One of the top lawyers at a London law firm we visited described these companies’ sales tactics as “a lot of smoke and mirrors.” They told us about an encounter with a legal tech company that, after a lot of catchy sound bites, turned out to be selling a puffed-up workflow.

Given that we told these companies we were from the legal industry, it was a shame they didn’t open up about the shortcomings of their technologies. Instead, buzzwords were bandied about with superfluous exaggerations of their sophistication. Of course, sales puff is sales puff, and it must be taken with at least a pinch of salt. However, it unfortunately demonstrated that they did not understand their customers, nor the dynamics of law and technology, their target market.

 shows the oldfashioned tools lawyes used to have

The Challenges of Adopting Tech Tools

Lawyers are trained to be critical to the point of skepticism. We believe this has become a large factor in deterring many lawyers from joining the legal tech revolution; they don’t buy it. Literally. Many tech tools are not effectively solving everyday practical issues in the legal sector, and aren’t convincing law firms of their potentially game-changing benefits. So the remaining lawyers who still have faith, and are looking to hold you to your word regarding all the fantastic stuff your tech can do, aren’t going to be happy if it isn’t up to par.

This leads us to the second point: the legal community is very tight-knit. People talk. And if they spend a big chunk of their budget on disappointing technology, their lawyer friends are going to know about it.

Additionally, it’s worth noting that experienced lawyers outnumber relatively inexperienced lawyers by a huge margin. Nearly 70% of lawyers in Spain have at least sixteen years of experience, and that figure surpasses 60% in other European countries. [³] If we assume a lawyer begins practising fresh out of law school at the age of twenty-four, this means that seven in ten Spanish lawyers were born before the 1980s.

Unless they chose to specialize in IT law and were passionate about technology, it’s likely that half of the technical terms used to describe these systems don’t resonate with most lawyers. That, combined with a critical legal mindset and overhyped disappointments, could lead to a general sense of negativity associated with software salesmen.

Law and technology: Back to the Drawing Board

Law firms and lawyers should not be seen as clients. They should be seen as partners. Law firms hold the key to the success of legal tech and the development of real legal AI. They have all the knowledge, all the experience, and all the data. They know their pain points, and they have lawyers that can effectively scrutinize AI’s learnings and keep it in check. And when it comes to large law firms, they might even have the cash to take your legal tech solution to the next level.

If the legal tech industry is truly going to thrive, legal tech companies must re-evaluate their current strategies. Instead of trying to solve the big problems that 1) technology cannot yet handle and 2) law firms are reluctant to accept, why don’t we work with the lawyers on the ground who handle all the grunt work? Instead of aiming for a moonshot, why not focus on tools that save lawyers thousands of hours of manually checking for signatures?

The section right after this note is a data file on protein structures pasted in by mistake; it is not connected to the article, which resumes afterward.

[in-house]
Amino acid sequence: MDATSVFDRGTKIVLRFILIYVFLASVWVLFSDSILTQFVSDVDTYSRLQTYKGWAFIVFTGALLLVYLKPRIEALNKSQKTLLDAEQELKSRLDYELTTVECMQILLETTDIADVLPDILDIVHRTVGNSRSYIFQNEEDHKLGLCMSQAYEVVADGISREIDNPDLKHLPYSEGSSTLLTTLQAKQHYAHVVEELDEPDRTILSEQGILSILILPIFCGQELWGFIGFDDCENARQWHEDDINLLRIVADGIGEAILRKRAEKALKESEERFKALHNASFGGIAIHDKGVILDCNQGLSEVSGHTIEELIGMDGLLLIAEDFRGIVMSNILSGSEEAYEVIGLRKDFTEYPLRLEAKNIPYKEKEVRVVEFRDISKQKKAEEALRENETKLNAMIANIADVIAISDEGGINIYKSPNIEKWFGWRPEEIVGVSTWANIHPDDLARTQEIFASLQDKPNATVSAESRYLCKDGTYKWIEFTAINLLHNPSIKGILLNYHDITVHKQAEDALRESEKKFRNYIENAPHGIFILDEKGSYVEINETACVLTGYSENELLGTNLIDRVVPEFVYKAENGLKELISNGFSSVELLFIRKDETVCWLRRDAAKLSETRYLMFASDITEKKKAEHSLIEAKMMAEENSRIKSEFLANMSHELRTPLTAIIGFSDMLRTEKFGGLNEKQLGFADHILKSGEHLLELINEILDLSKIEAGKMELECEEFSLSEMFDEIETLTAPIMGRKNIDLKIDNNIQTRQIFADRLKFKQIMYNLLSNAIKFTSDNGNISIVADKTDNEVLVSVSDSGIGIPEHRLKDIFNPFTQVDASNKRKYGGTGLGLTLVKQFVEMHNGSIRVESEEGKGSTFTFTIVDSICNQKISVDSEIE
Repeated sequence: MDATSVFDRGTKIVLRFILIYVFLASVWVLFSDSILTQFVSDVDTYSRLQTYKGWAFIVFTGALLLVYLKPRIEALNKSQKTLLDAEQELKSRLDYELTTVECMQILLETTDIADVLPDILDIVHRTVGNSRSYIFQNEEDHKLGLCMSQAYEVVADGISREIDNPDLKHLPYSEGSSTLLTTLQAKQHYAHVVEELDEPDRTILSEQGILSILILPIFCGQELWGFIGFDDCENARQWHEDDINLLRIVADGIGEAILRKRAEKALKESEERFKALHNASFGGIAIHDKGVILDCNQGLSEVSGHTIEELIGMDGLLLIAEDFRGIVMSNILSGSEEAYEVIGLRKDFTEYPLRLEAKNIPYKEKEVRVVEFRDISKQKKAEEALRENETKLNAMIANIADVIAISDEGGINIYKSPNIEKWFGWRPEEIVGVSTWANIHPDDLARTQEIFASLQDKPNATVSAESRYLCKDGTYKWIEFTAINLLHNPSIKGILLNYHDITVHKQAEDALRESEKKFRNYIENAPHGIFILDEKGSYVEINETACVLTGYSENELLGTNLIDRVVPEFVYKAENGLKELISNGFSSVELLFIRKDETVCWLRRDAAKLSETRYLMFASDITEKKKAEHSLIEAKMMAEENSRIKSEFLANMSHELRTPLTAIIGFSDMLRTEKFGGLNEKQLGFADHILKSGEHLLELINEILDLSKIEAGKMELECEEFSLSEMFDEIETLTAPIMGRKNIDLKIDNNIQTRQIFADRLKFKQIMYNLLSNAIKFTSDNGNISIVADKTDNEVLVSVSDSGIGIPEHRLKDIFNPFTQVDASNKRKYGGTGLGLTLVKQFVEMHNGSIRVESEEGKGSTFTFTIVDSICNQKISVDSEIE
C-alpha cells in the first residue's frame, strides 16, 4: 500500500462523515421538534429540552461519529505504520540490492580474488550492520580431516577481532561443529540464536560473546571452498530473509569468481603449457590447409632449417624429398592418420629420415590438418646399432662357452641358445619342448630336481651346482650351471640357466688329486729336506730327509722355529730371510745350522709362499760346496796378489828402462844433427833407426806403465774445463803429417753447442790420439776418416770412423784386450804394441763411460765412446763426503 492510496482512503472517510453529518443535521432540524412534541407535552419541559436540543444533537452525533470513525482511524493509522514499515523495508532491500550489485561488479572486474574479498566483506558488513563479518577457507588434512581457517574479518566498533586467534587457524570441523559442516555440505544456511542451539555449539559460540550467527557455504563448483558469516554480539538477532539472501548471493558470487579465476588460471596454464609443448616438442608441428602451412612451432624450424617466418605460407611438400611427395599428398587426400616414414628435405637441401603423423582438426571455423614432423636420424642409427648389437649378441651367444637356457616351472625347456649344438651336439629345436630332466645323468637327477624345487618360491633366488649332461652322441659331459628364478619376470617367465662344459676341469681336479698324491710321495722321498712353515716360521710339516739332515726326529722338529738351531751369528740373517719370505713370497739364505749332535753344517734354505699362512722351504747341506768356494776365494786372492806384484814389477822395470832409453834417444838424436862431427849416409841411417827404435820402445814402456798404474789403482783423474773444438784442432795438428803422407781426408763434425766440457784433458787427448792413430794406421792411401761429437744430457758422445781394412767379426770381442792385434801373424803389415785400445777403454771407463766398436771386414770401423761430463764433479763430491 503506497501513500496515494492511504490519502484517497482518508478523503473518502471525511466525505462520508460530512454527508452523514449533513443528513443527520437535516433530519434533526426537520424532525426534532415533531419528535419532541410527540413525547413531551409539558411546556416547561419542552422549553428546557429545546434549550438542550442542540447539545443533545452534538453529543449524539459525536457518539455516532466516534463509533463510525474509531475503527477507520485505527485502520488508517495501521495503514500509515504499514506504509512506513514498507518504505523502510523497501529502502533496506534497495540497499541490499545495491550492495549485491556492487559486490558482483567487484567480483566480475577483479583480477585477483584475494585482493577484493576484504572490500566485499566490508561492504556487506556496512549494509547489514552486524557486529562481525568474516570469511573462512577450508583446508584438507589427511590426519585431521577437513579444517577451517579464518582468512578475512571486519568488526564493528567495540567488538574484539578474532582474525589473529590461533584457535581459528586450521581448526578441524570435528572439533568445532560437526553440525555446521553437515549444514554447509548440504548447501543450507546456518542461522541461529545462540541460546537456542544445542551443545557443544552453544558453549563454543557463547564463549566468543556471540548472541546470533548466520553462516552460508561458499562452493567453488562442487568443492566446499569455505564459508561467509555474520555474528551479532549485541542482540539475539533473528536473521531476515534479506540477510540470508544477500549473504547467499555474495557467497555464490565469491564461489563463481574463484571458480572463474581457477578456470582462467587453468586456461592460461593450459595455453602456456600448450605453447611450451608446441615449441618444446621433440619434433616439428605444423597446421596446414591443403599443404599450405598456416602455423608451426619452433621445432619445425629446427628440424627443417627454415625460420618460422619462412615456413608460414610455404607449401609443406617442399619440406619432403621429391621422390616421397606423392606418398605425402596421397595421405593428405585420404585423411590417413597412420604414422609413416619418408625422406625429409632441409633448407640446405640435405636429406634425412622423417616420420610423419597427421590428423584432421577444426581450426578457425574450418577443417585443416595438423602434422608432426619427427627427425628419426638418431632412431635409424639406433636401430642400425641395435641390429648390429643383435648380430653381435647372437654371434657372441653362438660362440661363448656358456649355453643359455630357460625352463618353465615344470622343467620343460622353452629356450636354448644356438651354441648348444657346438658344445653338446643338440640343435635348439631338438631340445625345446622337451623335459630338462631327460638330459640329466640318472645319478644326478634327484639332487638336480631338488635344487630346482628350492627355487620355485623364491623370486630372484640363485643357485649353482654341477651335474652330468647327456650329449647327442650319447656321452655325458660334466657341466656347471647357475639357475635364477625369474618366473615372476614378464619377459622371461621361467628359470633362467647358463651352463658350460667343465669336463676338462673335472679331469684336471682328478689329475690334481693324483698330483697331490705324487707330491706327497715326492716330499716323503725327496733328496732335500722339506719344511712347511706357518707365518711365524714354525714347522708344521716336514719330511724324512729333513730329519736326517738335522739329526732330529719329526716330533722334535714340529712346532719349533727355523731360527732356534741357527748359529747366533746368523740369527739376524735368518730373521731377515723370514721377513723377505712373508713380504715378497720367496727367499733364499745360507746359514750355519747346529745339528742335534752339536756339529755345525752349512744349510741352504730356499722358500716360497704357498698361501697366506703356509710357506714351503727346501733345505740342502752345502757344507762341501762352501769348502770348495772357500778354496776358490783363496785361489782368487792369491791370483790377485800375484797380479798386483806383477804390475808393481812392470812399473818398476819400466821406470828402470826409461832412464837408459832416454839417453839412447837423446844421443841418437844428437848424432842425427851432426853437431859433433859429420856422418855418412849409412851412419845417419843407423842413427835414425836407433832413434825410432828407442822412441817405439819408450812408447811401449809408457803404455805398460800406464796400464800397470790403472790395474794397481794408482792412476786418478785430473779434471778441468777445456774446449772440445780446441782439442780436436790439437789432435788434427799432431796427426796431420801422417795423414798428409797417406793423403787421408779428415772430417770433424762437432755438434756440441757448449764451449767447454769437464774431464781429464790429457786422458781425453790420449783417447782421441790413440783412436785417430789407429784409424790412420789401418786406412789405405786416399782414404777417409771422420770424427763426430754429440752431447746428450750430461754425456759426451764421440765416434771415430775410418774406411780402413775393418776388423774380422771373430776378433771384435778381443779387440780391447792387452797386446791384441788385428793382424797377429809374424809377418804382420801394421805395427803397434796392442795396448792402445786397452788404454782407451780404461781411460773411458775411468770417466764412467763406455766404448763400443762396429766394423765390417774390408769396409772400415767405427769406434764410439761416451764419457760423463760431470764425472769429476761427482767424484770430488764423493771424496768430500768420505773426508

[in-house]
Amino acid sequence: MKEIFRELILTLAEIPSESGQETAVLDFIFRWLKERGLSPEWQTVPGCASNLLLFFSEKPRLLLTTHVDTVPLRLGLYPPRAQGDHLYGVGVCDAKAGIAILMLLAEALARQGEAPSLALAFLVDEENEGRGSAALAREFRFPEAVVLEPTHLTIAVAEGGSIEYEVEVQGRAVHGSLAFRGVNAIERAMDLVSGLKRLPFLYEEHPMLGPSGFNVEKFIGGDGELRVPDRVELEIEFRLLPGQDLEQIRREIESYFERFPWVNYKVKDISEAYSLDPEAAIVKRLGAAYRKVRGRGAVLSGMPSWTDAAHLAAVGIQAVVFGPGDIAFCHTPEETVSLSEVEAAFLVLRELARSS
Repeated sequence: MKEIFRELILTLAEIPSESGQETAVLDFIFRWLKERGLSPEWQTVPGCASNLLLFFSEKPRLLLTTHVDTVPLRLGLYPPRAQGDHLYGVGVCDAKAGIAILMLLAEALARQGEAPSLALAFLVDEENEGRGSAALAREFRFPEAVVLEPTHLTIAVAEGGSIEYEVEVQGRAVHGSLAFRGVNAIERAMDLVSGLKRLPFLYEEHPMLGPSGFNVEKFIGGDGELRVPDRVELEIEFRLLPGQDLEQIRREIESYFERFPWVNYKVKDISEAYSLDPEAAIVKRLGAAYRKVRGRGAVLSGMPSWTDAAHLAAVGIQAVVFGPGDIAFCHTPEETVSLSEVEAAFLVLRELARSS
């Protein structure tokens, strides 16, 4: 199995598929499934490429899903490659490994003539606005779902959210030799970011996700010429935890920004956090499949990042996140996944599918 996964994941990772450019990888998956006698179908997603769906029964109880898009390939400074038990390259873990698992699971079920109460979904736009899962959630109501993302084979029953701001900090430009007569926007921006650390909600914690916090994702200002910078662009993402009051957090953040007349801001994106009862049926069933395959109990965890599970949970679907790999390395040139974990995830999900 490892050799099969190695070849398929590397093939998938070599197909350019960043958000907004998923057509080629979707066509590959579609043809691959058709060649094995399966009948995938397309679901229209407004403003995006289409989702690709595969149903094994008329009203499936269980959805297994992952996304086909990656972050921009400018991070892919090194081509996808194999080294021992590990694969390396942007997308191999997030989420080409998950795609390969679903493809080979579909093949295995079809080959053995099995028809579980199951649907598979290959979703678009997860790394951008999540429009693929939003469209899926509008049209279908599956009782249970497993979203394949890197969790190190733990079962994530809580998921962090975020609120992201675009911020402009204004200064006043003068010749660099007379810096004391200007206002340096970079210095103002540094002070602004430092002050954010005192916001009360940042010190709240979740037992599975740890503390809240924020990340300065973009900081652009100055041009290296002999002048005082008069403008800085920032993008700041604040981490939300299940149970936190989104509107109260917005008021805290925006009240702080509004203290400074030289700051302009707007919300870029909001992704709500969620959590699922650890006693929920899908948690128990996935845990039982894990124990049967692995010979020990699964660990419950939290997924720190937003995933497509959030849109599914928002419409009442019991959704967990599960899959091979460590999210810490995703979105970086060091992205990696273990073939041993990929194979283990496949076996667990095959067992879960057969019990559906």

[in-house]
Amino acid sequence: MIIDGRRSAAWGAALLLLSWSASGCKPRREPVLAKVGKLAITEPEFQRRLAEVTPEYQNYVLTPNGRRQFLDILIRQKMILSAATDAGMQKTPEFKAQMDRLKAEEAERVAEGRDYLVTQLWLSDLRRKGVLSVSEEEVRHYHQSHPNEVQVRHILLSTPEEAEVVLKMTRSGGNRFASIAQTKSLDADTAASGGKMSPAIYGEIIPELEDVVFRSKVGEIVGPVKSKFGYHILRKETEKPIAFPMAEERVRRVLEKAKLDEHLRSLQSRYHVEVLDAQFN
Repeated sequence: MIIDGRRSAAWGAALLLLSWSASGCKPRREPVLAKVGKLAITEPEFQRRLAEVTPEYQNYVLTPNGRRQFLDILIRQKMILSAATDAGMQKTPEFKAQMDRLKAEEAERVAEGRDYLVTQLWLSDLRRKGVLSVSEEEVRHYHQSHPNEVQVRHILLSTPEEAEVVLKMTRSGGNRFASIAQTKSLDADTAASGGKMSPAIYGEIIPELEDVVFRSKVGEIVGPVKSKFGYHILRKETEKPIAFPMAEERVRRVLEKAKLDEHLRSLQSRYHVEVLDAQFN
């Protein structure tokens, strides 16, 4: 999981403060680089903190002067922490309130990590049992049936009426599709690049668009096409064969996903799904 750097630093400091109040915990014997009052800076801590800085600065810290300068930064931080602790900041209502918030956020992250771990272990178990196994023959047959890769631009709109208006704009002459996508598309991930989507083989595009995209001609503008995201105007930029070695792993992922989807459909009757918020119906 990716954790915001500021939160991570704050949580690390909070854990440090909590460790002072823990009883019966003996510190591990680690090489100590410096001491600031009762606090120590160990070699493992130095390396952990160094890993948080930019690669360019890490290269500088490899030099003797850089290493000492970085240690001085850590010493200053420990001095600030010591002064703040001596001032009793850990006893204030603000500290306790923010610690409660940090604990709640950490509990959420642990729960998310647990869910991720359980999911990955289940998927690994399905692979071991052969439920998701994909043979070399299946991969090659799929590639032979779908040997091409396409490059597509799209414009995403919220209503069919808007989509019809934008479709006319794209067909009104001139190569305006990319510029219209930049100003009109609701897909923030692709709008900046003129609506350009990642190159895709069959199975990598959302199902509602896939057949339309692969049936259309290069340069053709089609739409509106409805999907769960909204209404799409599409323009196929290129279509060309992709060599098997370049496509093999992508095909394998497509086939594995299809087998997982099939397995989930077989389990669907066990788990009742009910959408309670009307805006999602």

Take Casedo as an example: the result of a barrister’s realization that a tool as simple as document bundling can provide huge benefits at a low cost. A true understanding of the fundamental problems that lawyers face on a daily basis cannot be engineered from the outside. We must strive to create real relationships with law firms and encourage them to open the door to their industry, so that we can build its future together.

shows the author Calum Hedigan

Calum Hedigan is the Co-founder and COO of LegoLex, a legal technology company that offers legal project management for complex international operations and finds verified, specialist legal counsel for international businesses. Simultaneously, they are developing and commercialising their own legal tech. Calum graduated from IE Law School with a Dual LL.M. in Law, Entrepreneurship and Technology, after having studied the Dual LLB in Spanish law and English law at IE University. He has experience working in Freshfields, Cuatrecasas and Cleary Gottlieb.

shows the author Justas-PangonisJustas Pangonis is the Co-founder and CEO of LegoLex, a legal technology company that offers legal project management for complex international operations and finds verified, specialist legal counsel for international businesses. Simultaneously, they are developing and commercialising their own legal tech. Justas was previously an independent legal consultant for two years, with experience in Sorainen, a top law firm in the Baltics, as well as having co-founded L’Essence, a startup targeting high-end hotel chains. He previously studied the Dual LLB in Spanish law and English law at IE University.

Note: The views expressed by the author of this paper are completely personal and do not represent the position of any affiliated institution.


[¹] II Estudio de Innovación del Sector Jurídico 2019, Grado de Implementación de las Nuevas Tecnologías en el Desarrollo del Negocio, Lefebvre.
[²] The 3 V’s of Big Data: a large Volume of data from a wide Variety of sources, processed at a rapid Velocity.
[³] II Estudio de Innovación del Sector Jurídico 2019, Años de Experiencia Laboral: Abogados, Lefebvre.